Published: June 14, 2022

Meet Jackpocket, The Mobile App Winning Big In The $83 Billion U.S. Lottery Market

With backing from Mark Cuban and Kevin Hart, and a partnership with Caesars and professional sports teams, Pete Sullivan has dialed up his mobile lottery business into a $620 million juggernaut.

Pete Sullivan was born into a family of gamblers. His grandmother was known as the “Lotto Queen” in her neighborhood of Greenpoint, Brooklyn. “She went to all the bingo halls, played scratchers and always played different numbers,” says Sullivan. “And that got distilled down to my father and his brothers and sisters.”

Sullivan’s dad, who worked for the New York City Transit Authority, just as his father and grandfather did before him, carried on the family tradition and bought a Pick 3 and Pick 4 ticket every day before getting to work in the Bronx. “We busted on my dad about how much he would talk about the lottery—he would see a license plate and say how he’d play it, every time he checked into a hotel he would play the room number, or he’d go to the doctor and play the address,” Sullivan recalls.

When his dad, known as “Big Pete,” became the coach for his grammar school basketball team, the duo would usually be late for games because the elder Sullivan had to get his numbers in. “For me, there was always a major inconvenience in our life around the lottery,” says Sullivan. “I grew up just being annoyed with the lottery.”

“We're nine years into this,” says Jackpocket founder Pete Sullivan, “and we're halfway to becoming an overnight success.”

But in December 2012, the inconvenience of his father’s lottery habit gave Sullivan an idea to profit from the everyman dream to get rich quick. The family was driving to a Christmas party when Big Pete said he had to make a stop at a bodega. He came out with a two-liter bottle of Coca-Cola and a lottery ticket in his pocket. He pulled out his new iPhone 5 and texted his sister, explaining how they’d be a few minutes late and Sullivan asked his dad: “Why can’t we order a lottery ticket on your phone?”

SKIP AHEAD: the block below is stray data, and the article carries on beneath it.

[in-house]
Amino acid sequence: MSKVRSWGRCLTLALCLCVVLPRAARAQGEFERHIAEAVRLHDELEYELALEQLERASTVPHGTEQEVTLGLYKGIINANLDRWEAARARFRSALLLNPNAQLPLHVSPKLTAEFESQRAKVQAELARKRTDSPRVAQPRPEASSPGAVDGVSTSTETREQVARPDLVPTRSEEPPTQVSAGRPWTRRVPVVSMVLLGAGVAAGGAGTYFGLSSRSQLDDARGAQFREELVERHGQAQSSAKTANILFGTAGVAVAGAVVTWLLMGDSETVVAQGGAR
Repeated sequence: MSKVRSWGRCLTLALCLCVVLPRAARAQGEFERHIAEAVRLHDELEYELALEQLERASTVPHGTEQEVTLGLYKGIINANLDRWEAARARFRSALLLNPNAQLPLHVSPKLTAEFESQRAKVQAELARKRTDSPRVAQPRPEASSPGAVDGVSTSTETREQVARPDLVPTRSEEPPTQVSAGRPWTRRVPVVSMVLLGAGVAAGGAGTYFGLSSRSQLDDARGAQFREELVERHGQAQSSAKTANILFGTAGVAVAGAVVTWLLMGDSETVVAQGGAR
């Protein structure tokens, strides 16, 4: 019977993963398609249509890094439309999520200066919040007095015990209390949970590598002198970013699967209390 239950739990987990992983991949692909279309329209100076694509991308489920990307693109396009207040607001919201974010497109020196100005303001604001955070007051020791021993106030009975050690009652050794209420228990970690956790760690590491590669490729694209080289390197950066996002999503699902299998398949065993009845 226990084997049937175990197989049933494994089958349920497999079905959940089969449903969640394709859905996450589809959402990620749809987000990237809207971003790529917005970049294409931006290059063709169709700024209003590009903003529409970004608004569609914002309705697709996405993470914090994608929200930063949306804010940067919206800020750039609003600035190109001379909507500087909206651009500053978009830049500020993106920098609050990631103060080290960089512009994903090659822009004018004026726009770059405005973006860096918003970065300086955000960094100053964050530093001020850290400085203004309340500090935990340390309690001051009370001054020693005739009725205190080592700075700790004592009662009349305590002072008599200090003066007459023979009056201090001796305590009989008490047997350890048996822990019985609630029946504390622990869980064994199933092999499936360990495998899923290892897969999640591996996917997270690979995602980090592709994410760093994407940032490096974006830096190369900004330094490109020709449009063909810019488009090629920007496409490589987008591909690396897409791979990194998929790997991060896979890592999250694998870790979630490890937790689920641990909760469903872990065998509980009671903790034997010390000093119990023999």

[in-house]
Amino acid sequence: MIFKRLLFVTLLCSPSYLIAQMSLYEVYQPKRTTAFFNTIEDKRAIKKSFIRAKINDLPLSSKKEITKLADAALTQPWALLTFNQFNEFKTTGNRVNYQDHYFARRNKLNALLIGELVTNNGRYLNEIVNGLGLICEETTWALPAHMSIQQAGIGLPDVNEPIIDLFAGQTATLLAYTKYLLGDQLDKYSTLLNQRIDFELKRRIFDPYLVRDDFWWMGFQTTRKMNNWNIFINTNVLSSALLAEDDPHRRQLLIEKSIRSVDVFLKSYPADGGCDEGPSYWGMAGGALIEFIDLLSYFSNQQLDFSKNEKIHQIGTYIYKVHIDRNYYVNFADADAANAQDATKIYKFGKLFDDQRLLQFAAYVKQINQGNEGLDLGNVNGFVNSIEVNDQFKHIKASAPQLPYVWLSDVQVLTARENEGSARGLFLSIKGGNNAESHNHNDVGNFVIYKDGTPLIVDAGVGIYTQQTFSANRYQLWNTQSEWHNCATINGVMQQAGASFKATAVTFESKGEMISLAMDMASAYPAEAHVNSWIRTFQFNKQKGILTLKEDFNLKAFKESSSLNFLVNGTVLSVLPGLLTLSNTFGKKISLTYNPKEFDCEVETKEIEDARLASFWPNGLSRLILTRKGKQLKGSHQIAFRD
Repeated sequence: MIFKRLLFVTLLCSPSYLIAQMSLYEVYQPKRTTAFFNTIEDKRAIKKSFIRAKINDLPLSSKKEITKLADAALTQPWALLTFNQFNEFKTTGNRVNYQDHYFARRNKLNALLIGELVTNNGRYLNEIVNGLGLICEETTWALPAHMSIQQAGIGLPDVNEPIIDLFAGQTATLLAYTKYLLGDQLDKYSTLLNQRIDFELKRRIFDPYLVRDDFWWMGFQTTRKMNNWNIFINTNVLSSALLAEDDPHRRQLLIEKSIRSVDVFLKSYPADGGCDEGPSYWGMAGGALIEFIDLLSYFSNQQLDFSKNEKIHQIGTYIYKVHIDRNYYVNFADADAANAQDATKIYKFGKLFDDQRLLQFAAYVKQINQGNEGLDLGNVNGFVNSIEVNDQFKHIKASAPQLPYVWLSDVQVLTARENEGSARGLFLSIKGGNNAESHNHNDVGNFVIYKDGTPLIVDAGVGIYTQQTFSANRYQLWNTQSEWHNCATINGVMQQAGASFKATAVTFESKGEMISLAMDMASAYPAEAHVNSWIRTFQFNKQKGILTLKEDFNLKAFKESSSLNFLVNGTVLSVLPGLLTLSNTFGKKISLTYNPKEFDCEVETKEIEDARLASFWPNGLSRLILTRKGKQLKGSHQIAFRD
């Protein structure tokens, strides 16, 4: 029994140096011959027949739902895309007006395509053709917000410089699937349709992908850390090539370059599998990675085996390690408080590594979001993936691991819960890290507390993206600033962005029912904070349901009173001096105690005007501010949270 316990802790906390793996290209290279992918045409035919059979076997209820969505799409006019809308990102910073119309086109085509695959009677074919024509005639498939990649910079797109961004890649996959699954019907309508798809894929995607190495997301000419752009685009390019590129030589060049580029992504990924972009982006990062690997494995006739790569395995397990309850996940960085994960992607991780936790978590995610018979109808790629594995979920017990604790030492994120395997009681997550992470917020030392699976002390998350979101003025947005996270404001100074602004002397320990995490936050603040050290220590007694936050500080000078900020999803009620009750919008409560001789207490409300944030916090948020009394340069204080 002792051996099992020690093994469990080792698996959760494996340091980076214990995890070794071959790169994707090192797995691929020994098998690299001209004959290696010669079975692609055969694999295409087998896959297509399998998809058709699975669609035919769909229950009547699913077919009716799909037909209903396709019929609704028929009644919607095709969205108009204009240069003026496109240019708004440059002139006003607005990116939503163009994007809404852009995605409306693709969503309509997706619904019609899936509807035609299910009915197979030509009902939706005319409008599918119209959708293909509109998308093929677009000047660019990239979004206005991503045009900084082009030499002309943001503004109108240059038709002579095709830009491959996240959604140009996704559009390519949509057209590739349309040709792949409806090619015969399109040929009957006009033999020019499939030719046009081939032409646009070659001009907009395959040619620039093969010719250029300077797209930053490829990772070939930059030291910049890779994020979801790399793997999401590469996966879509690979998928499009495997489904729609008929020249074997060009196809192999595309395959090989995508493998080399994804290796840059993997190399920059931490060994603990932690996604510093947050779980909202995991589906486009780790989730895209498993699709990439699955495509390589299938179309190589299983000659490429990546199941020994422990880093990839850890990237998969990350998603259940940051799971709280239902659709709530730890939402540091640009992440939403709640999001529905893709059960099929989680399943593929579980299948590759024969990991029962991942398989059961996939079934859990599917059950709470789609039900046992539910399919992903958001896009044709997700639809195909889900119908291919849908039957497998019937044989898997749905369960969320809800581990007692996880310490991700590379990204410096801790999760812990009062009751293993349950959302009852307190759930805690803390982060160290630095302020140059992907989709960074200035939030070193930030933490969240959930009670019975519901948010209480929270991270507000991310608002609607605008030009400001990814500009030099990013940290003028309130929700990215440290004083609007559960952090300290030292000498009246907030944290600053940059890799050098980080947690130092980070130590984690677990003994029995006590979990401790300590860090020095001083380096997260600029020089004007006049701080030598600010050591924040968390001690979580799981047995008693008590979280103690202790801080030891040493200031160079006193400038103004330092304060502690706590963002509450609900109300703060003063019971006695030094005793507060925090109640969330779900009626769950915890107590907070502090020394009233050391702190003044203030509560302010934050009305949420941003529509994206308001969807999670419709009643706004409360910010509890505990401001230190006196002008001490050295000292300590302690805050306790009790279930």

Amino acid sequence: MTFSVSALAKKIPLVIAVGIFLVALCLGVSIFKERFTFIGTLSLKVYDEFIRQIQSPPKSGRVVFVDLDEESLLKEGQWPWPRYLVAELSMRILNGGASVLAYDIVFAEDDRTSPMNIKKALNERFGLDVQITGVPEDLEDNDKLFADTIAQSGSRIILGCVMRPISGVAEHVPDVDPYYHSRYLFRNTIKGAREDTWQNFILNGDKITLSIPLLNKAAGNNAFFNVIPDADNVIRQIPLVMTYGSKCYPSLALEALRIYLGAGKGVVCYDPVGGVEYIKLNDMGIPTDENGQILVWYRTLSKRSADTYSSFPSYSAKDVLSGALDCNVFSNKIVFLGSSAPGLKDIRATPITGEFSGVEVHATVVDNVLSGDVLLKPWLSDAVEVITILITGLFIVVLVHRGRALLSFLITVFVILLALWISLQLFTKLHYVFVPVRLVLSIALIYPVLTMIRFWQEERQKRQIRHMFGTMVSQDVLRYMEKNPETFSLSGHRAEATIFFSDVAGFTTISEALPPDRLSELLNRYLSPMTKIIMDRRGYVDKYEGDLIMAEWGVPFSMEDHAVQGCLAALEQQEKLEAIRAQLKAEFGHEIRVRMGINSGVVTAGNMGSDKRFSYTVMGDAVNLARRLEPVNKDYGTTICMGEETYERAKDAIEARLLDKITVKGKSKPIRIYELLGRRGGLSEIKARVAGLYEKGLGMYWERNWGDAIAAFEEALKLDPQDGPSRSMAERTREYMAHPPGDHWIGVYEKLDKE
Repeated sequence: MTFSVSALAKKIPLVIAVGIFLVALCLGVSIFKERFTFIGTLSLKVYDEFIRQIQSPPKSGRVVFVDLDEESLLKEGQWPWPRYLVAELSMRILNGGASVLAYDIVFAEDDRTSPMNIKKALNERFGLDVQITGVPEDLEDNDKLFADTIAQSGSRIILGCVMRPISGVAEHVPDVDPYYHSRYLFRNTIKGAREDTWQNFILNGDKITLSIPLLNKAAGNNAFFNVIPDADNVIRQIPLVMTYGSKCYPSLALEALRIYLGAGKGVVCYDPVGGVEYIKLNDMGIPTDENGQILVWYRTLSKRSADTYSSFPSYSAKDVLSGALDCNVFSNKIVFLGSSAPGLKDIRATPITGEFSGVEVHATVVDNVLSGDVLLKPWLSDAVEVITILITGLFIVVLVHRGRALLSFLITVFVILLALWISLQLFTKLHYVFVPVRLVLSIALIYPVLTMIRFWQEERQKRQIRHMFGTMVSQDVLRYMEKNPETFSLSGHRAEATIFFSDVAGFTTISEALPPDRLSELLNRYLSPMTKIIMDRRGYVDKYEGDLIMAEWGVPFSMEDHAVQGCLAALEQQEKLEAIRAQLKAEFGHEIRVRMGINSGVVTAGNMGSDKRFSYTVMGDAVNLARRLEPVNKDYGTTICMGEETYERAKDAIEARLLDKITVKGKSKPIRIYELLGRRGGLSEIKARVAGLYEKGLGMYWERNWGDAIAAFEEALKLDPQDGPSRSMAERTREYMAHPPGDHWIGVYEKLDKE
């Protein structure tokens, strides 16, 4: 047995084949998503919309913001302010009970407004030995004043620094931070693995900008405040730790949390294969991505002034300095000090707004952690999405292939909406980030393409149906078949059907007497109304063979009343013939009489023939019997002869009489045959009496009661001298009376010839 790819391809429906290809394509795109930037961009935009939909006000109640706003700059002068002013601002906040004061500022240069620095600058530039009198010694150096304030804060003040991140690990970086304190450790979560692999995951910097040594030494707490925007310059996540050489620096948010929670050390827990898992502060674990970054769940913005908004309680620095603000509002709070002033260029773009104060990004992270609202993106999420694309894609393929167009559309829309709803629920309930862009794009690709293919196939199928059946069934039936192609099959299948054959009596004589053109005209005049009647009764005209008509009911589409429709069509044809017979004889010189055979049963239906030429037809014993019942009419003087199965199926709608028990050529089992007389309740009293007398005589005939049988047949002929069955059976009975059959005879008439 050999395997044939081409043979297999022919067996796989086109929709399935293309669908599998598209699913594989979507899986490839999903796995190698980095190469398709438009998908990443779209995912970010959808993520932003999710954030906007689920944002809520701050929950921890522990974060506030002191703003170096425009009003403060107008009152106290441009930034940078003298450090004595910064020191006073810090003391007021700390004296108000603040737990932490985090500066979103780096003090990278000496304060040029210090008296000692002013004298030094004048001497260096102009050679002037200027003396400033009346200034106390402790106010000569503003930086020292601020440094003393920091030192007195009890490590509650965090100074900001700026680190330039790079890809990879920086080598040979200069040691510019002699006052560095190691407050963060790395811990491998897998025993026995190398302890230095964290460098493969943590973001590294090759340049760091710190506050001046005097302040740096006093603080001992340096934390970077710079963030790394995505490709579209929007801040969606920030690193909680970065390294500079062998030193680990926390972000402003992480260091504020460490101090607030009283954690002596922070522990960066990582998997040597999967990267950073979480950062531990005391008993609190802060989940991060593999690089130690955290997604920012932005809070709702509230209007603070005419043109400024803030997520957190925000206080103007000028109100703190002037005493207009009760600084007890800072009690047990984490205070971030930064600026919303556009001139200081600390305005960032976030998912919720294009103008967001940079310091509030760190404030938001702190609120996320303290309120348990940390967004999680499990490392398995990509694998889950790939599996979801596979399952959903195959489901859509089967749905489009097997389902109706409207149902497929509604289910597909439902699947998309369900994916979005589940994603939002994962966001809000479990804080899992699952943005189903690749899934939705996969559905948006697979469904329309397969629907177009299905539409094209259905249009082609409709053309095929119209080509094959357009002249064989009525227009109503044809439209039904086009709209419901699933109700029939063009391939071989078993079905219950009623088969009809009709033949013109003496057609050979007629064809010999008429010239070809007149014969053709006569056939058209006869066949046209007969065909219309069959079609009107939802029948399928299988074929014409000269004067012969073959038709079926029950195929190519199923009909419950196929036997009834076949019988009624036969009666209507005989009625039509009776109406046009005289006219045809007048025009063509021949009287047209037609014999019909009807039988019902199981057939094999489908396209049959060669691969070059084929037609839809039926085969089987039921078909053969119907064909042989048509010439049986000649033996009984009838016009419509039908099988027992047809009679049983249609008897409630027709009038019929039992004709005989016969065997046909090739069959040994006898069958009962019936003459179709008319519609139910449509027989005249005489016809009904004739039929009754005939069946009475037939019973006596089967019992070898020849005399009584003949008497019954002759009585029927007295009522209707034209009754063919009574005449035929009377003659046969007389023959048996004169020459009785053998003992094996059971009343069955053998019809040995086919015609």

Sullivan, who had previously launched a failed startup in the travel industry, reached out to his network of investors and pitched an idea: “An Uber for the lottery,” which he called Jackpocket. (As in a potential jackpot in your pocket.) His first investor introduced him to the CEO of Scientific Games—which prints scratch-off tickets and runs a handful of state lotteries—who thought the idea was smart. After the meeting, Sullivan borrowed a modest sum from his mother to buy the Jackpocket domain name.

Numbers, Please: Jackpocket's biggest payout to date was $9.4 million in 2021.


Over nearly a decade, Jackpocket has expanded into 11 states and Washington, D.C., despite an arduous process of convincing state legislators to change laws or local lottery commissions to update regulations to allow for third-party mobile apps to buy tickets for players. Thus far, Jackpocket has raised nearly $200 million from Left Lane Capital, Santa Barbara Venture Partners, Conductive Ventures, DCM and celebrities like Kevin Hart, Whitney Cummings, and billionaire Mark Cuban. The company is currently valued at $620 million.